Recent advances in the detection of specific natural organic compounds as carriers for radionuclides in soil and water environments, with examples of radioiodine and plutonium. Academic Article uri icon

abstract

  • Among the key environmental factors influencing the fate and transport of radionuclides in the environment is natural organic matter (NOM). While this has been known for decades, there still remains great uncertainty in predicting NOM-radionuclide interactions because of lack of understanding of radionuclide interactions with the specific organic moieties within NOM. Furthermore, radionuclide-NOM studies conducted using modelled organic compounds or elevated radionuclide concentrations provide compromised information related to true environmental conditions. Thus, sensitive techniques are required not only for the detection of radionuclides, and their different species, at ambient and/or far-field concentrations, but also for potential trace organic compounds that are chemically binding these radionuclides. GC-MS and AMS techniques developed in our lab are reviewed here that aim to assess how two radionuclides, iodine and plutonium, form strong bonds with NOM by entirely different mechanisms; iodine tends to bind to aromatic functionalities, whereas plutonium binds to N-containing hydroxamate siderophores at ambient concentrations. While low-level measurements are a prerequisite for assessing iodine and plutonium migration at nuclear waste sites and as environmental tracers, it is necessary to determine their in-situ speciation, which ultimately controls their mobility and transport in natural environments. More importantly, advanced molecular-level instrumentation (e.g., nuclear magnetic resonance (NMR) and Fourier-transform ion cyclotron resonance coupled with electrospray ionization (ESI-FTICRMS) were applied to resolve either directly or indirectly the molecular environments in which the radionuclides are associated with the NOM.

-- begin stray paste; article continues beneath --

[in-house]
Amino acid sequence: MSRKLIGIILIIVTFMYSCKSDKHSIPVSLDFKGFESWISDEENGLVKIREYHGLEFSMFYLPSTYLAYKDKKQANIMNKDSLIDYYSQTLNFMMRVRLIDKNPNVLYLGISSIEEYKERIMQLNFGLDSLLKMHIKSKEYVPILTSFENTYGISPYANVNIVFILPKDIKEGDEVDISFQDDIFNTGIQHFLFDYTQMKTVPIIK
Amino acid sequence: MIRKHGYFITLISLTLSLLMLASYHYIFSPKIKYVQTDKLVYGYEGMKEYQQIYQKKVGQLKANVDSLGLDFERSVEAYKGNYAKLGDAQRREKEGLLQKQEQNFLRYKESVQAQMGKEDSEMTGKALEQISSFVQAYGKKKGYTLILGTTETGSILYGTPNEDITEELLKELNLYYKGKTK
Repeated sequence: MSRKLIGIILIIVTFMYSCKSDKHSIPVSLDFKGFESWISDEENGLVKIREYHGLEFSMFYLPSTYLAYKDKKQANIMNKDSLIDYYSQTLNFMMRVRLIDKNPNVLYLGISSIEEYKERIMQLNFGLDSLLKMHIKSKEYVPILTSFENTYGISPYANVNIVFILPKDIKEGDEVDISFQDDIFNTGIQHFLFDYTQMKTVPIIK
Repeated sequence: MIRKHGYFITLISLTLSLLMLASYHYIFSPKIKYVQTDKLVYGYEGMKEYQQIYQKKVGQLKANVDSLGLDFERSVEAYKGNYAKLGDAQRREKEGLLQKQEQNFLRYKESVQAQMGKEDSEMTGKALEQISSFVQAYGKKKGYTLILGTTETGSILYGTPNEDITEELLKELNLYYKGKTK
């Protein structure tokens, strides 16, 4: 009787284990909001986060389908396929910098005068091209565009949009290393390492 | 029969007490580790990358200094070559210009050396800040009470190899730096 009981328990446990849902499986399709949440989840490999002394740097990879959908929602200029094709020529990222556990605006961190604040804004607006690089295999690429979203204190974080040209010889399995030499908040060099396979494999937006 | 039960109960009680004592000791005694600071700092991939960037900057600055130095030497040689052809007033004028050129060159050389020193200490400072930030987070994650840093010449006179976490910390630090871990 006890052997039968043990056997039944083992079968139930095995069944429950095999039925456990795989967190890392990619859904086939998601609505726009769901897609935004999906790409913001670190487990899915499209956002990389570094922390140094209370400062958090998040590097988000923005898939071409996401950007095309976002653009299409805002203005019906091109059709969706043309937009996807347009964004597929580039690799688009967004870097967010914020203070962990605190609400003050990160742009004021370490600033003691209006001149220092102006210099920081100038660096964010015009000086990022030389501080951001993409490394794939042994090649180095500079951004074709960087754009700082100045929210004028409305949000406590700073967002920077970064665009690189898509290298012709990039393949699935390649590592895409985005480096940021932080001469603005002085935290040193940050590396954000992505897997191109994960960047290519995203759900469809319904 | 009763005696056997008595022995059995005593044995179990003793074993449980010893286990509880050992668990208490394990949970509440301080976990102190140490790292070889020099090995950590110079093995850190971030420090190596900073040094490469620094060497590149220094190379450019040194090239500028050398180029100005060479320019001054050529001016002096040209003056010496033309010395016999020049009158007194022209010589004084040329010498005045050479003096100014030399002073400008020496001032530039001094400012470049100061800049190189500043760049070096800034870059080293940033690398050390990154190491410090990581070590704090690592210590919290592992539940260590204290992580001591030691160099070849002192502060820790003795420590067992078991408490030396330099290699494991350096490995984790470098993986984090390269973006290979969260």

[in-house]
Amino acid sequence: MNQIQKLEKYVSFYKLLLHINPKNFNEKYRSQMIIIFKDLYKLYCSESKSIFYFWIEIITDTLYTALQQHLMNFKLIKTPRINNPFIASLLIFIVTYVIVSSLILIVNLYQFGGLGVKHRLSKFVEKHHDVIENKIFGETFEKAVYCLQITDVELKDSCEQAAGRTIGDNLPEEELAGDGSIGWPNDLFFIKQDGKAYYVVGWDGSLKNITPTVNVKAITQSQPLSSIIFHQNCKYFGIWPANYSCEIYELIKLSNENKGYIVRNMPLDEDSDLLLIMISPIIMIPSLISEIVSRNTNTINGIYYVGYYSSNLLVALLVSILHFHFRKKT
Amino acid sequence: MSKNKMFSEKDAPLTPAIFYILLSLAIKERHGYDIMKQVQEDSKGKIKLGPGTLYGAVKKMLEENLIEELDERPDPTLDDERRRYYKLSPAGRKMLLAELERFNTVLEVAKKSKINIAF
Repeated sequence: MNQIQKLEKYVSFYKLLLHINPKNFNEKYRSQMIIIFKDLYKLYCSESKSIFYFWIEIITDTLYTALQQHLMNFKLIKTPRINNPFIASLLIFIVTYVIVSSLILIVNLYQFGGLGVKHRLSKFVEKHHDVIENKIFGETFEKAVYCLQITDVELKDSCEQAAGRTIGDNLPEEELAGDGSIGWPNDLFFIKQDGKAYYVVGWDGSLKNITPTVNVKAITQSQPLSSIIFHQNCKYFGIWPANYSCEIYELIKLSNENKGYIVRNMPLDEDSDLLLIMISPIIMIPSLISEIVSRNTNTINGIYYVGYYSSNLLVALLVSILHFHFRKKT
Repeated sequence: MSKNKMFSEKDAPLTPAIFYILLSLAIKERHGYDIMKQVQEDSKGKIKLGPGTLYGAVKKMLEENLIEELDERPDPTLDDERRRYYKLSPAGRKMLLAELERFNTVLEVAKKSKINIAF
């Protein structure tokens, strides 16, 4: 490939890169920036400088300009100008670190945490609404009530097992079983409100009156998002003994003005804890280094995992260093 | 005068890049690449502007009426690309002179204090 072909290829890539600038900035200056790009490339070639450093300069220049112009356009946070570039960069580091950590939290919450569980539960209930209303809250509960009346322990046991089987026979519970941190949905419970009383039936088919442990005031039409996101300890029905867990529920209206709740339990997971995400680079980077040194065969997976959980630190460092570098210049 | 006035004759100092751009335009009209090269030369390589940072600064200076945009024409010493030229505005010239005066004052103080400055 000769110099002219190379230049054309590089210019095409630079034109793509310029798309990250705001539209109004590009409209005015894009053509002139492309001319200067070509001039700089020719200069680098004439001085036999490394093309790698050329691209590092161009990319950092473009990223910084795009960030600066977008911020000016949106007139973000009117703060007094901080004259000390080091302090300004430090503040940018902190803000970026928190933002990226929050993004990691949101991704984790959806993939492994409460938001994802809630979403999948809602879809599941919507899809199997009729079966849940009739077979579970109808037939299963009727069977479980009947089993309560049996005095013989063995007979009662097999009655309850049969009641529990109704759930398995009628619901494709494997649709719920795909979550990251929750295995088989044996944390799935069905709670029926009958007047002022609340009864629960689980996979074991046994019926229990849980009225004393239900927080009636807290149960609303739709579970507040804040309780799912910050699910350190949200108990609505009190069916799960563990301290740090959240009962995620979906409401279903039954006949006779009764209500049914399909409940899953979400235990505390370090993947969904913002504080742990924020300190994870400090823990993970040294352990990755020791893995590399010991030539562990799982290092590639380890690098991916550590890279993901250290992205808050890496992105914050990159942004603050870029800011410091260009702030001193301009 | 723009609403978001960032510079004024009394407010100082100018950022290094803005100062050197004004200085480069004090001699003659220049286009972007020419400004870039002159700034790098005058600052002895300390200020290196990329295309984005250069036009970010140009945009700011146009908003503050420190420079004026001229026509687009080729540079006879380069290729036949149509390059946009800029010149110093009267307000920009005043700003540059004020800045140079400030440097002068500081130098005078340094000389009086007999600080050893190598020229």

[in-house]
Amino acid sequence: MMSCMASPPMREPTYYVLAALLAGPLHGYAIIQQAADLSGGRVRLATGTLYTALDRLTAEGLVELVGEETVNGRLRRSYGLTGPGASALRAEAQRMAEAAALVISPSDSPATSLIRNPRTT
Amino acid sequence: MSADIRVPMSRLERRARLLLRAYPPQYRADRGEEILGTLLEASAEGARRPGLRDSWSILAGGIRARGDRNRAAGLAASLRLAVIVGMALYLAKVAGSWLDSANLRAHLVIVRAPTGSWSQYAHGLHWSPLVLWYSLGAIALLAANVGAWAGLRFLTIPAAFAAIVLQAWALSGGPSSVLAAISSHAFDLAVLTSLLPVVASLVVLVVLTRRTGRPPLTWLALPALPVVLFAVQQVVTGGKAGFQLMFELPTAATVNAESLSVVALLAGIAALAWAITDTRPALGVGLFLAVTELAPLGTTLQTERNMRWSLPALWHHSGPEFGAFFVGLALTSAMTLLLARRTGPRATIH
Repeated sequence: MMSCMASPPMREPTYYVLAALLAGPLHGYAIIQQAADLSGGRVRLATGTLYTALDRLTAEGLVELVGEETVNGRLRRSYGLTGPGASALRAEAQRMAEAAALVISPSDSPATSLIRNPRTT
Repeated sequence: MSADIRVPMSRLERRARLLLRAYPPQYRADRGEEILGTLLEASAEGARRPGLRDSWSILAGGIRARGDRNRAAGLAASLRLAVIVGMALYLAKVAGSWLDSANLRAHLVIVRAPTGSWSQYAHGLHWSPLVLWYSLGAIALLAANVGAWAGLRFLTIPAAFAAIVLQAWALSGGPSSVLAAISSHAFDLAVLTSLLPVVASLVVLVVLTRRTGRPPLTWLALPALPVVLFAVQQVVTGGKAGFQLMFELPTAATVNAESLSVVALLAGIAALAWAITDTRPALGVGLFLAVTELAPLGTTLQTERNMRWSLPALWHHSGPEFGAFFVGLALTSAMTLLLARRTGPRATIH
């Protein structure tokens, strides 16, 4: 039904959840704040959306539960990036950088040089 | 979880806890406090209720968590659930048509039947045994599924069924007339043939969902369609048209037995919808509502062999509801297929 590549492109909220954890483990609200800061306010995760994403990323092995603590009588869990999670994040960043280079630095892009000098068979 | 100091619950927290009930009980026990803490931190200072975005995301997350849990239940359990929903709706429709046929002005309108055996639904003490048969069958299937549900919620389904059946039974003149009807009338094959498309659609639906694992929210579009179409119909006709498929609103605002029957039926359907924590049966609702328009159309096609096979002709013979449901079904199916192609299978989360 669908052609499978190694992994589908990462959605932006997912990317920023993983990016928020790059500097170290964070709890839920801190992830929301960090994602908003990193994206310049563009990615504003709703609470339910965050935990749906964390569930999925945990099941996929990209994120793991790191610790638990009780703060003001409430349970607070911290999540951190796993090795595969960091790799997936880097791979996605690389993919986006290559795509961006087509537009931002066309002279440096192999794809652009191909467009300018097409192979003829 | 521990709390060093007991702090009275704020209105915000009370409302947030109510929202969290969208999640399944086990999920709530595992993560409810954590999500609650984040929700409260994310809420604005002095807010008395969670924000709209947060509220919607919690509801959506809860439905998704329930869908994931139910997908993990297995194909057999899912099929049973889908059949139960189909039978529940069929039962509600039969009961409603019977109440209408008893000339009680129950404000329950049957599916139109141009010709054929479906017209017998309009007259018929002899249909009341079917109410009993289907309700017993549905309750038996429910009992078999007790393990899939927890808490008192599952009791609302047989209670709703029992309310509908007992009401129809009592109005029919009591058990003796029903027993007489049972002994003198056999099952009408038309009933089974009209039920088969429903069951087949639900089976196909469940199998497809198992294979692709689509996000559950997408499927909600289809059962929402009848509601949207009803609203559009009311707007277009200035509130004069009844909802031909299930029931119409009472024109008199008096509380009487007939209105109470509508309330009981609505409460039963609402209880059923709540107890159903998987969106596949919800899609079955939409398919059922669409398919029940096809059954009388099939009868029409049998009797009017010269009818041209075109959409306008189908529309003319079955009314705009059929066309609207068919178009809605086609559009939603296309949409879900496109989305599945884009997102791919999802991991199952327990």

published proceedings

  • J Environ Radioact

author list (cited authors)

  • Santschi, P. H., Xu, C., Zhang, S., Schwehr, K. A., Lin, P., Yeager, C. M., & Kaplan, D. I.

citation count

  • 22

complete list of authors

  • Santschi, PH||Xu, C||Zhang, S||Schwehr, KA||Lin, P||Yeager, CM||Kaplan, DI

publication date

  • May 2017